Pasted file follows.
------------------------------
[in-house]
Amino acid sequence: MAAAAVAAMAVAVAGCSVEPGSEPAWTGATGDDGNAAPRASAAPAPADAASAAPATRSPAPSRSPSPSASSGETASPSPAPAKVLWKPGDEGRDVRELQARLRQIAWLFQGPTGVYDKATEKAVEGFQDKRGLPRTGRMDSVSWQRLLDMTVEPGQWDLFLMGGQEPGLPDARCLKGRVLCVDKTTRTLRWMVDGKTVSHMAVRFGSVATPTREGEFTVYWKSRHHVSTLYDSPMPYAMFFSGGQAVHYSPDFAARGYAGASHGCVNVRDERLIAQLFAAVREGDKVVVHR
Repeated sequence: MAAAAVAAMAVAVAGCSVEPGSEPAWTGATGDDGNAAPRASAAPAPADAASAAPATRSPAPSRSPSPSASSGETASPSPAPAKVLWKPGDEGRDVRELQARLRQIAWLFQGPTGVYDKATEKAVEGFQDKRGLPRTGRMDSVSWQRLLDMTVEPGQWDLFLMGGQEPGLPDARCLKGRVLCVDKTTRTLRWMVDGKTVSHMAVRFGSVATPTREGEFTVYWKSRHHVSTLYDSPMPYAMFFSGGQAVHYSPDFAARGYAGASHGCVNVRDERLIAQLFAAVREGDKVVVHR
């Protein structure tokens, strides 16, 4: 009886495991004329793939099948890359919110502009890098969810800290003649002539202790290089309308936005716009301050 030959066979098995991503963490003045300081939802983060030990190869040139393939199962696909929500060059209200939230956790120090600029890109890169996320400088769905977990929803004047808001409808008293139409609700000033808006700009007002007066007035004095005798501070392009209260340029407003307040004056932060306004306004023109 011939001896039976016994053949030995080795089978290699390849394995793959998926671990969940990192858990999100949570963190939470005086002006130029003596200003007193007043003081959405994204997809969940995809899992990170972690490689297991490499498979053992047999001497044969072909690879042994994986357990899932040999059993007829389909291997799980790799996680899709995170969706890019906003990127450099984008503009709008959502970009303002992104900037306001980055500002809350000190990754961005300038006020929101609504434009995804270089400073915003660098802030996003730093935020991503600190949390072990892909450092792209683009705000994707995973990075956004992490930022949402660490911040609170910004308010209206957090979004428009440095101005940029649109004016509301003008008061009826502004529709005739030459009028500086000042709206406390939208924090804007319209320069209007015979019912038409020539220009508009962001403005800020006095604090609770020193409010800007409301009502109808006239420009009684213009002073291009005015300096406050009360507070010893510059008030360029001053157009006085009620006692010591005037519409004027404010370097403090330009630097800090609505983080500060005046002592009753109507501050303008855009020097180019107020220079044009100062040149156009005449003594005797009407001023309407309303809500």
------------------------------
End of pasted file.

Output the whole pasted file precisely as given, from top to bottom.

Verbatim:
[in-house]
Amino acid sequence: MAAAAVAAMAVAVAGCSVEPGSEPAWTGATGDDGNAAPRASAAPAPADAASAAPATRSPAPSRSPSPSASSGETASPSPAPAKVLWKPGDEGRDVRELQARLRQIAWLFQGPTGVYDKATEKAVEGFQDKRGLPRTGRMDSVSWQRLLDMTVEPGQWDLFLMGGQEPGLPDARCLKGRVLCVDKTTRTLRWMVDGKTVSHMAVRFGSVATPTREGEFTVYWKSRHHVSTLYDSPMPYAMFFSGGQAVHYSPDFAARGYAGASHGCVNVRDERLIAQLFAAVREGDKVVVHR
Repeated sequence: MAAAAVAAMAVAVAGCSVEPGSEPAWTGATGDDGNAAPRASAAPAPADAASAAPATRSPAPSRSPSPSASSGETASPSPAPAKVLWKPGDEGRDVRELQARLRQIAWLFQGPTGVYDKATEKAVEGFQDKRGLPRTGRMDSVSWQRLLDMTVEPGQWDLFLMGGQEPGLPDARCLKGRVLCVDKTTRTLRWMVDGKTVSHMAVRFGSVATPTREGEFTVYWKSRHHVSTLYDSPMPYAMFFSGGQAVHYSPDFAARGYAGASHGCVNVRDERLIAQLFAAVREGDKVVVHR
């Protein structure tokens, strides 16, 4: 009886495991004329793939099948890359919110502009890098969810800290003649002539202790290089309308936005716009301050 030959066979098995991503963490003045300081939802983060030990190869040139393939199962696909929500060059209200939230956790120090600029890109890169996320400088769905977990929803004047808001409808008293139409609700000033808006700009007002007066007035004095005798501070392009209260340029407003307040004056932060306004306004023109 011939001896039976016994053949030995080795089978290699390849394995793959998926671990969940990192858990999100949570963190939470005086002006130029003596200003007193007043003081959405994204997809969940995809899992990170972690490689297991490499498979053992047999001497044969072909690879042994994986357990899932040999059993007829389909291997799980790799996680899709995170969706890019906003990127450099984008503009709008959502970009303002992104900037306001980055500002809350000190990754961005300038006020929101609504434009995804270089400073915003660098802030996003730093935020991503600190949390072990892909450092792209683009705000994707995973990075956004992490930022949402660490911040609170910004308010209206957090979004428009440095101005940029649109004016509301003008008061009826502004529709005739030459009028500086000042709206406390939208924090804007319209320069209007015979019912038409020539220009508009962001403005800020006095604090609770020193409010800007409301009502109808006239420009009684213009002073291009005015300096406050009360507070010893510059008030360029001053157009006085009620006692010591005037519409004027404010370097403090330009630097800090609505983080500060005046002592009753109507501050303008855009020097180019107020220079044009100062040149156009005449003594005797009407001023309407309303809500």